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Indentifying skills to devise a suitable training programme

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Introduction

Section 1: Identify the important skills/techniques and/or fitness components needed for a participant in his/her role. In tap dance, there are simple steps that, once mastered, can easily be combined to create more complex and involved skills. These basic movements include: * * Hops * Toe/Heel Beats * Tap Steps * Springs * Shuffles * Shunts * Stamps * Scuffs * Brushes An example of one of these more difficult skills is a cramp roll; this involves two steps forward and two heels. However, this can be turned into five and six-beat cramp rolls by changing one or two of the steps into tap steps. Similar steps consist of: * Ripples * Wings * Progressive Taps * Time Steps * Maxi-fords * Suzie Qs * Pullbacks * Waltz Step * Riffs * Flaps * Close work * Scuffles Each of these steps can also be modified by changing the number of beats, how they're put together or the timing of them. Some of these more complex steps can also be combined to make compound steps (e.g. wing time steps). Generally, the preparation and recovery for these skills is a plie (bending the knees) in order to gain height and to land safely without causing any damage to the knees. In order to perform these steps to a high-quality, various fitness components are especially important. * Timing: Although this is required in most kinds of dance, it is particularly necessary in tap because the dancing is as much to do with sound and rhythm as it is with being aesthetically pleasing. During a performance or examination, it's crucial the tap beats are in time with the music and with each other; if not the whole dance looks messy and the performer is likely to make a mistake. * Speed: Particularly in the advanced, vocational grades, footwork can become very rapid and intricate. Speed is essential in getting every beat heard synchronized and in step with the music. ...read more.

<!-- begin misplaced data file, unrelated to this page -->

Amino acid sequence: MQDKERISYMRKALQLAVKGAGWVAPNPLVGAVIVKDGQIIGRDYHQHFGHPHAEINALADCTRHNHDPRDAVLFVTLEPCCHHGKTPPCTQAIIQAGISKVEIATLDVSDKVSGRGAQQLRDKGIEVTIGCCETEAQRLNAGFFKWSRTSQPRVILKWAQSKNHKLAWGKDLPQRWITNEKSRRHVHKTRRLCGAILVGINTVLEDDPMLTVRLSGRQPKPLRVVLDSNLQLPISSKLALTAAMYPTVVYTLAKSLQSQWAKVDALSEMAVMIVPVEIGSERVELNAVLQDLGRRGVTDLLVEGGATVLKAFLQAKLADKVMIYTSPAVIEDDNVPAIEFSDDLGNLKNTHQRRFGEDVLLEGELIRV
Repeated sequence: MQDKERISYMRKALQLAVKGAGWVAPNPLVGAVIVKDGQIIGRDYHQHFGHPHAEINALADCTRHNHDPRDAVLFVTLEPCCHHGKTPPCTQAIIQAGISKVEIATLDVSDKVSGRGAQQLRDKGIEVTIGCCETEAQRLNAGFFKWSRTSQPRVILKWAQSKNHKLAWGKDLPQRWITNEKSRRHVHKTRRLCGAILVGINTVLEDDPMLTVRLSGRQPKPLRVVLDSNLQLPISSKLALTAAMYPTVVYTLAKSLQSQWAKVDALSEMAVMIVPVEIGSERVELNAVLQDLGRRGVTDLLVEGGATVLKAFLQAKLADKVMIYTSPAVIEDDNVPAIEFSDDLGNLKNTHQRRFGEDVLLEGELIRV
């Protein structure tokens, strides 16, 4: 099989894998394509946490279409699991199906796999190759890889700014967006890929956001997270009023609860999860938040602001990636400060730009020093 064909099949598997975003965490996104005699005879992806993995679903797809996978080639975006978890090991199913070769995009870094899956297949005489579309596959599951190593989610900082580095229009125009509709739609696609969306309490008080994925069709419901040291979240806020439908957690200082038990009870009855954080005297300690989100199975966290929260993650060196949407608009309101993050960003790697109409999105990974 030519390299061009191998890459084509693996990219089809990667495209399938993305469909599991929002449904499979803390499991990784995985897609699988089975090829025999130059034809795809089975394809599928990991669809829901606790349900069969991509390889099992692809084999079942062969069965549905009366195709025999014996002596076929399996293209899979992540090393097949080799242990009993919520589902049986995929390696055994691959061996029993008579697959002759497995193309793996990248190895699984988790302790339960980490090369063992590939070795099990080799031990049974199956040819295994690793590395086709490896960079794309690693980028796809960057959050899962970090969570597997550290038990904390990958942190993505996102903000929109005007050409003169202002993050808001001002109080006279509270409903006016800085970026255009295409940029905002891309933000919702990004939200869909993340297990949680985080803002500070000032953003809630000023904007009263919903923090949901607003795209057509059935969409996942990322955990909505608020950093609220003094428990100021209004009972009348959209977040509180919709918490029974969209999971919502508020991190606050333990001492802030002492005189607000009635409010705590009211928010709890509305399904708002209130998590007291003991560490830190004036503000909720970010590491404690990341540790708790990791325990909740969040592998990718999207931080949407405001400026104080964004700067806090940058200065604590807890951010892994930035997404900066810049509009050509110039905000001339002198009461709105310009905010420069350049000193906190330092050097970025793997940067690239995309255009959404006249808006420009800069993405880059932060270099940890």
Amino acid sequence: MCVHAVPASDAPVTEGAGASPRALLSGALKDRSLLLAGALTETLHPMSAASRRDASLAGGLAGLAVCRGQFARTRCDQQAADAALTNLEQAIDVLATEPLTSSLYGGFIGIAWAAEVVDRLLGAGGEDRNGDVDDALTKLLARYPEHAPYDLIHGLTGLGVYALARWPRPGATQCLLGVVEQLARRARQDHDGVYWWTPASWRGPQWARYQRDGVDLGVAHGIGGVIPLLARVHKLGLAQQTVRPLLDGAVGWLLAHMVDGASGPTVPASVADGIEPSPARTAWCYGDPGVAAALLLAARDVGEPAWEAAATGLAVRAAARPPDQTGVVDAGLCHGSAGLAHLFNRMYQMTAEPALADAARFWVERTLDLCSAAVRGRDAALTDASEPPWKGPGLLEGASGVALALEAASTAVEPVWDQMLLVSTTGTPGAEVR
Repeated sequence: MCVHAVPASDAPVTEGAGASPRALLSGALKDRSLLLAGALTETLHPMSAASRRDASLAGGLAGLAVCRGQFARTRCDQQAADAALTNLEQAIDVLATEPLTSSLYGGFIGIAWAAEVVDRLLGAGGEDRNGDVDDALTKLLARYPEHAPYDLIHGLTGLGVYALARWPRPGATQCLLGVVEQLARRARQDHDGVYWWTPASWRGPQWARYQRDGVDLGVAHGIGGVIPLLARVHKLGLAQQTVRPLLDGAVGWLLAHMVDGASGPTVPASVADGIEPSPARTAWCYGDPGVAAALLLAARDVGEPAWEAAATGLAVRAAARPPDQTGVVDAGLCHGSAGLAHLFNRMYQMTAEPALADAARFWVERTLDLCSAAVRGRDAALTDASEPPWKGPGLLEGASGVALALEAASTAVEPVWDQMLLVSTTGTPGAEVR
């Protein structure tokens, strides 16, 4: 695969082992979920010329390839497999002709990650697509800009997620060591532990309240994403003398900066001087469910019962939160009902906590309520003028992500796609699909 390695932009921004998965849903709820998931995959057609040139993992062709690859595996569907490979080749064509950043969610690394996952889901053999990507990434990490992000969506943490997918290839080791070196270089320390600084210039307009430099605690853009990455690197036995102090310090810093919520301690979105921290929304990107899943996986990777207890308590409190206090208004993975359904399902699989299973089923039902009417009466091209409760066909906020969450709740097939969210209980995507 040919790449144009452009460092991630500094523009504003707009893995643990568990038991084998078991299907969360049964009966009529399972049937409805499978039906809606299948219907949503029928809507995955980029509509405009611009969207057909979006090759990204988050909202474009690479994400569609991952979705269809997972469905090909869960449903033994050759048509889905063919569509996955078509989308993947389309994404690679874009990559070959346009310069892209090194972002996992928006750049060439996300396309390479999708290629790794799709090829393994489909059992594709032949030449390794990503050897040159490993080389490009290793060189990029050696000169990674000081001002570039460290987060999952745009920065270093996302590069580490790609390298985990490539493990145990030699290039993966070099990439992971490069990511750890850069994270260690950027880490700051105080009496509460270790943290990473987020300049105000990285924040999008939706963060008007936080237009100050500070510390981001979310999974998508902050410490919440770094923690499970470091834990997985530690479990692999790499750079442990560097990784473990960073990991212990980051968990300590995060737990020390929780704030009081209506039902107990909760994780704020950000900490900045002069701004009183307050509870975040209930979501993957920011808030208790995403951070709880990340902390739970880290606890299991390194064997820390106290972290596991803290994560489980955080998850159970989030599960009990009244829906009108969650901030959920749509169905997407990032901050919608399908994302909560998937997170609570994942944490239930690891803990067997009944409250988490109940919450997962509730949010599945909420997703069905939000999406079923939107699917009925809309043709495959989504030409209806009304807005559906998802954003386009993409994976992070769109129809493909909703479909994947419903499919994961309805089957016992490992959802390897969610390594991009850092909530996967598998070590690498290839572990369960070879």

Middle

As Suzy is a very good ballet dancer, she sometimes has difficulty with adapting her posture for a very different style of dance. Practising being very up-right and posed can prevent her from being comfortable with moving her body weight forward. Without this weight transfer, back taps prove very tricky and it becomes hard to balance when doing pick-up steps, obscuring sounds made and making the performance look rigid and mechanical. To correct this she needs to get used to having her upper-half leaning over her feet. Her posture often affects her balance too and stops her from making clear, crisp taps, meaning that she sometimes finds turning steps and taps on one foot hard to master. Whilst she spots when doing simple turns, when changing direction within a dance her head doesn't turn around first, making it hard to stay up-right. This means that often during practises, she can lose her balance completely and fall over. In addition to this, being off-balance means that she can't travel and move her steps as much as she could to make full use of the space, affecting her agility around corners. Additionally, Suzy does not have enough speed, at times, to keep up with the music. In advanced grades, footwork is repeatedly required to be incredibly fast, neat and agile and without quick movement in the legs, this is nearly impossible. Again, this will make a performance look scruffy and untidy as: tap sounds won't correspond to the music; in order to get the taps in, movement will begin to stay on one spot and the performer will start to concentrate too hard on getting the beats in that they will end up making mistakes and getting even further behind music or peers. Another one of Suzy's main problems is her memory of sequences. This means that she has been working towards her current grade for a long time now because she has not been able to recall all the different exercises in the syllabus required for the exam. ...read more.